Together, the above brought me out of my learning slump and reignited my excitement about building (something critical to have when actually trying to build with meaning.)

2022: A time to learn, together

Today’s tools enable a learning renaissance powered by accessibility, individual contributors, and interconnected community, where knowledge is more readily created, discussed and distributed. This ignites creativity and unlocks potential creation, making us more capable of rising to Andreessen’s original challenge. It also prevents us from building for the sake of building, which I can tell you from experience, is not the answer to how we change the world or create a better future.

So, in 2022, I encourage you to always be learning and asking others, “what are you learning?” and “how can I help you learn?” Then, start building.

Currently, I’m learning from Candace, Caroline, Avery, Gaby, Yaron, Rob, Ray and Thomas at Blanksoles, Cathy Hackl, Seth Godin, Dan Runcie at Trapital, the team at Samsung Next, the team at Invisible North, the crew at Betaworks, plus a growing list of others. Below are my favorite tools for learning. If you have others, please let me know at or @alexa_lombardo

📚 Reading

  • Matter - My absolute favorite app for reading. It lets you bookmark things you want to read later, becomes a central location for all your newsletters (getting them out of your inbox), enables you to follow writers wherever they publish, has an awesome highlight and save function, and seamlessly transitions to audio.
  • Upnext - Spotify for reading. Upnext might overtake Matter for me. It lets you save all the articles, tweet threads, PDFs and Wikipedia pages into your library. Then, you can follow other users to see what they're saving, or check out what a curator thinks you might be into. The more you read, the more the app begins to understand you so it can make its own recommendations.
  • Pocket - A bookmarking app that helps you keep track of things you’ve read that you want to refer back to, discover related content, and save pages for future reading.

✍️ Writing

  • Medium - A social publishing platform for writers and readers. For creators, it’s great for creating and styling blogs, publications, and newsletters with built-in features like responses, emails, and stats. Readers can follow authors, topics or create a reading list, all which populate a Twitter like feed.
  • Mirror - A decentralized blockchain and crypto-based publishing platform that aims to connect creators directly with their audience. It has tools for writers to crowdfund their projects through the sale of NFTs and through the creation of DAOs. More to come on this one.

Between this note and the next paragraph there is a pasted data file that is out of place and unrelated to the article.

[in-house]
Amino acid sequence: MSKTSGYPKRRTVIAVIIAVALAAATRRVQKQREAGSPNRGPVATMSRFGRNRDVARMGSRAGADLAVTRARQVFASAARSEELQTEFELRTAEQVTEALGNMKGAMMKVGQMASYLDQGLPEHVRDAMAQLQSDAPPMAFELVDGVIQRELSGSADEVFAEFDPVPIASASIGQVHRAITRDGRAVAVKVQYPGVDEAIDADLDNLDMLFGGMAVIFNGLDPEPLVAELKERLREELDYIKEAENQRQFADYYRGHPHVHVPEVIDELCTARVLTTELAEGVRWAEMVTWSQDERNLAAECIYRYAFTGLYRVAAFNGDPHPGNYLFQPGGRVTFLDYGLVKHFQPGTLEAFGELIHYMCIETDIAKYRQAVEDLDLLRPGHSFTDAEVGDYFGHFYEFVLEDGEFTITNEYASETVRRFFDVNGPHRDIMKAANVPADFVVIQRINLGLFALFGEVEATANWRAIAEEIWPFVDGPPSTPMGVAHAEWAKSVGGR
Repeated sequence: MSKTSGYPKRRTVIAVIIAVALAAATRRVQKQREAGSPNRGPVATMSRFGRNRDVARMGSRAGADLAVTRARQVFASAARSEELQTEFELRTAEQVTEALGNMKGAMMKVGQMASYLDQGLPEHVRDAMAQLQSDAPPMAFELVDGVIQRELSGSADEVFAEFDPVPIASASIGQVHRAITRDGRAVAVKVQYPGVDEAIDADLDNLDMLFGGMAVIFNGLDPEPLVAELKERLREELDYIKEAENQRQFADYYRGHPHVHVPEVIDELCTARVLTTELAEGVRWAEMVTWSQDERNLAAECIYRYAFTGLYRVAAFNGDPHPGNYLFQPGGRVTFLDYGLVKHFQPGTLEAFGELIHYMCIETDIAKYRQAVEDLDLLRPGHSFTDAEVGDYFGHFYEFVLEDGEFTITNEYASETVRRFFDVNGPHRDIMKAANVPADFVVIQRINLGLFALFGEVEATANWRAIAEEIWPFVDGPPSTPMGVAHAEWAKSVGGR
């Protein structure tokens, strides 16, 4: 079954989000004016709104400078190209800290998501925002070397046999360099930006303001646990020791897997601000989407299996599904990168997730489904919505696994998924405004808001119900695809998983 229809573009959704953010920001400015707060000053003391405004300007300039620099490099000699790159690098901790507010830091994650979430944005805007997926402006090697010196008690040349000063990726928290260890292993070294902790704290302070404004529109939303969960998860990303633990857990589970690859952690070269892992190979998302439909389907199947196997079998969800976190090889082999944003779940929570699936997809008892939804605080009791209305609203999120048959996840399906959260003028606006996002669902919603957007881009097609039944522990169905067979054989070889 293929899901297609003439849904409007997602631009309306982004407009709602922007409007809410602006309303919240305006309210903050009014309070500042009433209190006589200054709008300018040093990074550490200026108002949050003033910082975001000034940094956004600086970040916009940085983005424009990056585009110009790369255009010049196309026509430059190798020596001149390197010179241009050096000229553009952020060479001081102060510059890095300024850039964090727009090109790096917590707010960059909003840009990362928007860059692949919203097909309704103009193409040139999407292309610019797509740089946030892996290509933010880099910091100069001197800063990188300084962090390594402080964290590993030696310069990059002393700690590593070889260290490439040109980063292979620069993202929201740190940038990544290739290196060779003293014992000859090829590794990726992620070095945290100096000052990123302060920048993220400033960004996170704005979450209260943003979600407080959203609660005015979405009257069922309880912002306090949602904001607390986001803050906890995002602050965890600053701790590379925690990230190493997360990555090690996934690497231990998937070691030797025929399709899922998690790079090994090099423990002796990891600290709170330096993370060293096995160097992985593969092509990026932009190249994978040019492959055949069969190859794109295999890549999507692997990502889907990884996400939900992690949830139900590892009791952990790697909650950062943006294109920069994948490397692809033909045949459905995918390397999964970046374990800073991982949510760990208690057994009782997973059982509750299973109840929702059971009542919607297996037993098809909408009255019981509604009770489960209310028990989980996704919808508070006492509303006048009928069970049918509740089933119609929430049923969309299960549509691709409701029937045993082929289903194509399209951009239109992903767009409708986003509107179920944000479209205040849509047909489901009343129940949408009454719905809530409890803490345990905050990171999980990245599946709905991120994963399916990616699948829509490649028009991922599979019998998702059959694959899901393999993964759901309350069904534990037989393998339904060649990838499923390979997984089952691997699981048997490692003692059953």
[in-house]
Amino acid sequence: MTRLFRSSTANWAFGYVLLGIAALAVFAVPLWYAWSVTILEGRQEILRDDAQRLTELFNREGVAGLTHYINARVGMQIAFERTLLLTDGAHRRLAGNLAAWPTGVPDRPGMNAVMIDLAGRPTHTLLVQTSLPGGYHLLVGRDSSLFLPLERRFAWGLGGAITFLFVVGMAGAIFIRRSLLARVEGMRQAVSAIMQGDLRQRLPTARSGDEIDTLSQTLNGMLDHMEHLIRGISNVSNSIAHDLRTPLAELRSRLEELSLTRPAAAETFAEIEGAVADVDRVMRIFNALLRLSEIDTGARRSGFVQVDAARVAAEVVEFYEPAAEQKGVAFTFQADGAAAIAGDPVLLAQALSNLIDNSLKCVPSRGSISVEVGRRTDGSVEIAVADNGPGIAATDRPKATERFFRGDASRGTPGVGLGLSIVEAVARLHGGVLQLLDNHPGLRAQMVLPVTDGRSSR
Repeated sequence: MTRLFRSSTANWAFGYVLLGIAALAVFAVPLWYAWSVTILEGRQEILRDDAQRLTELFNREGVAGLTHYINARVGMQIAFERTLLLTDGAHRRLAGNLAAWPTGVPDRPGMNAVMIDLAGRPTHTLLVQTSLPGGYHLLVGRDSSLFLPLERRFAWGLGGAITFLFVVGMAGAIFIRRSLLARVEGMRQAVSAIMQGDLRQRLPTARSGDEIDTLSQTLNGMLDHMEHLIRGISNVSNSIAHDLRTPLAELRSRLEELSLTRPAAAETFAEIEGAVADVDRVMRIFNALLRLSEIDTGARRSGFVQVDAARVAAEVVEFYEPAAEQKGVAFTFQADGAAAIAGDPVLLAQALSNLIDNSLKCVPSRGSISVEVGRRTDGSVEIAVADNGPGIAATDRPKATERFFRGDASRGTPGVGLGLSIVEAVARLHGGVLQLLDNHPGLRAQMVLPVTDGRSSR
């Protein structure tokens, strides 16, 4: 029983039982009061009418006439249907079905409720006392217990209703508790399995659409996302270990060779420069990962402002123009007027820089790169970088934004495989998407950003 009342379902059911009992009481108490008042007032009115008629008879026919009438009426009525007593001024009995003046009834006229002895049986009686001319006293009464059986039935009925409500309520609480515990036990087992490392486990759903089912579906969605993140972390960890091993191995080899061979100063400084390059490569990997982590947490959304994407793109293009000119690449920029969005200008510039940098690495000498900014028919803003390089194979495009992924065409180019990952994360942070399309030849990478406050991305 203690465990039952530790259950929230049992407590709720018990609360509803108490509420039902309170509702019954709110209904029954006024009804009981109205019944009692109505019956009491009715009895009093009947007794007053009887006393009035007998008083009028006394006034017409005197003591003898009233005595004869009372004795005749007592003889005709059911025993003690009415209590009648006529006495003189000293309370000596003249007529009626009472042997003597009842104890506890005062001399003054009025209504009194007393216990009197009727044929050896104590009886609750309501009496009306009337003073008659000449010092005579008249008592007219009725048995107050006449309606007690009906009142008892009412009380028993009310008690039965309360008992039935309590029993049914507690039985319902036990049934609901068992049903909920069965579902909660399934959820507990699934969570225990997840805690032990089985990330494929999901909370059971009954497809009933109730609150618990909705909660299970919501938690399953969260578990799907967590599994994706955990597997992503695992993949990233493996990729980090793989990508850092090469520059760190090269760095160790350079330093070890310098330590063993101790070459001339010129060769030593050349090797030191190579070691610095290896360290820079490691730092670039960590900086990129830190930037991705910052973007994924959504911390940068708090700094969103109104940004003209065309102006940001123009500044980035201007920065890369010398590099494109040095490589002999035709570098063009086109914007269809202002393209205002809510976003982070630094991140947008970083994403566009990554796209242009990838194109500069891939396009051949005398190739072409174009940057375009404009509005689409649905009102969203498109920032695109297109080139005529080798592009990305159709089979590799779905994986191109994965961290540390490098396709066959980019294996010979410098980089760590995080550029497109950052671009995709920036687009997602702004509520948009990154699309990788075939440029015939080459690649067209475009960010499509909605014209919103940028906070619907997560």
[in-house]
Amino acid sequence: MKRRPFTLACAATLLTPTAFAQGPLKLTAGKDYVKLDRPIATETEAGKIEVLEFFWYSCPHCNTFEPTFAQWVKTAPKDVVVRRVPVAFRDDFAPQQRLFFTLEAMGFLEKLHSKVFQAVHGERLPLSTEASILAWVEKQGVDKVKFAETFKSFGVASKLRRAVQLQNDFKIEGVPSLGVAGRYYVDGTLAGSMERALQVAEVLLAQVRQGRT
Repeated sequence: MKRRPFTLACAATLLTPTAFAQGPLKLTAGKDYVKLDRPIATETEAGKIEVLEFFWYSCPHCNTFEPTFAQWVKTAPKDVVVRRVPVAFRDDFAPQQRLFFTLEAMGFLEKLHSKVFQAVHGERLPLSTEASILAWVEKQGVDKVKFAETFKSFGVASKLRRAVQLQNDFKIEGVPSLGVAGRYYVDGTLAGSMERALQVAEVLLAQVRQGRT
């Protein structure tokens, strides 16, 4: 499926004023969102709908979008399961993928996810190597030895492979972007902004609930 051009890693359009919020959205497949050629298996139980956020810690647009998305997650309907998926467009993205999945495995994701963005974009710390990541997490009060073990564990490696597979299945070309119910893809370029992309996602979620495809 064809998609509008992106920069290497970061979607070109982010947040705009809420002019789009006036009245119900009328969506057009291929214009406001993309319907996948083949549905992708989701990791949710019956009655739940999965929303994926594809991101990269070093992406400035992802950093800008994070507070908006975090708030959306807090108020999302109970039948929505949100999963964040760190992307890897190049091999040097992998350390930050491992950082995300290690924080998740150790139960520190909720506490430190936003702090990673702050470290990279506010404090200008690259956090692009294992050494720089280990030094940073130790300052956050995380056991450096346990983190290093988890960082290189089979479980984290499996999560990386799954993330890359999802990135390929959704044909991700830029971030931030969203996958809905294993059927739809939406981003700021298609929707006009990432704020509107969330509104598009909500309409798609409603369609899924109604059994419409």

📝 Newsletters

  • Buttondown - Started and still run by one person who calls it a “tool, rather than an ecosystem,” built for those who want a newsletter editor that’s easy to use and that prioritizes privacy and transparency.
  • Substack - Makes it simple to start an email newsletter that makes money from subscriptions. It provides web and newsletter publishing tools that are purpose-built for paid subscriptions.
  • Ghost - An open source blogging platform for writers and journalists. It boasts a minimalist and straightforward user interface that simplifies blogging for its users. Ghost offers SEO tools and plugins that are built into the software, making it easy for users to optimize their content.
  • Honorable mention and one to watch: Revue

📓 Note Taking

  • Obsidian - Unlike other apps like Google Keep or Apple Notes, Obsidian offers multiple ways to link your notes and calls itself a “second brain.” As someone who likes to think they naturally draw connections between thoughts and ideas, I was skeptical. But it actually works. By identifying those links, it helps you see patterns emerge, and those patterns allow you to see how some notes relate to each other in ways you never imagined.
  • Mem - Similar to Obsidian but with more functionality. Mem also allows you to sync your calendar, create custom templates from your “mems”, create notes in a timeline, save notes into inbox and even use spotlight to copy and paste mems and lots more. For me, it’s a bit much, but I have a lot of new friends who use it.
  • Miro - More of a moodboarding tool, I use Miro for visual note taking and when collaborating with cross-functional teams. Think of it as a digiital whiteboard.

🌐 Networking

  • Upstream - A networking app focused on generating meaningful connections between its members by hosting digital events that start with a speaker, followed by breakout matched sessions; they also facilitate expert led office hours
  • Meetup - The OG IRL networking service. I abandoned Meetup a while back but post learning slump rejoined and was astonished by the number of relevant groups hosting in-person and virtual events for people with similar interests. Fun fact: Meetup and LinkedIn were founded the same year - 2002.
  • Eventbrite - Although it’s primary purpose isn’t for networking, I use Eventbrite all the time to notify me about local events on topics I’m curious about.
  • Mentorpass - Good for anyone who isn’t as comfortable with cold outreach, these guys position themselves as a lower-cost, lower-commitment alternative to startup accelerators and MBA programs with a network of vetted mentors you can access via subscription.

🏫 Social Learning

Not going to go into detail here - but there are some really great reads out there that will explain how to optimize your social platforms for learning/teaching about different topics (and avoiding distraction)

Special thanks go to my past and present teachers (my Mama, my team at Atomic N°8, Candace, Caroline, Avery, Gaby, Yaron, Rob, Ray and Thomas at Blanksoles, Cathy Hackl, Seth Godin, Dan Runcie at Trapital, the team at Samsung Next, the team at Invisible North, the crew at Betaworks, etc.)

As I keep learning I hope to keep writing. You can subscribe here. If you have any tips or feedback, you can reach me at or @alexa_lombardo.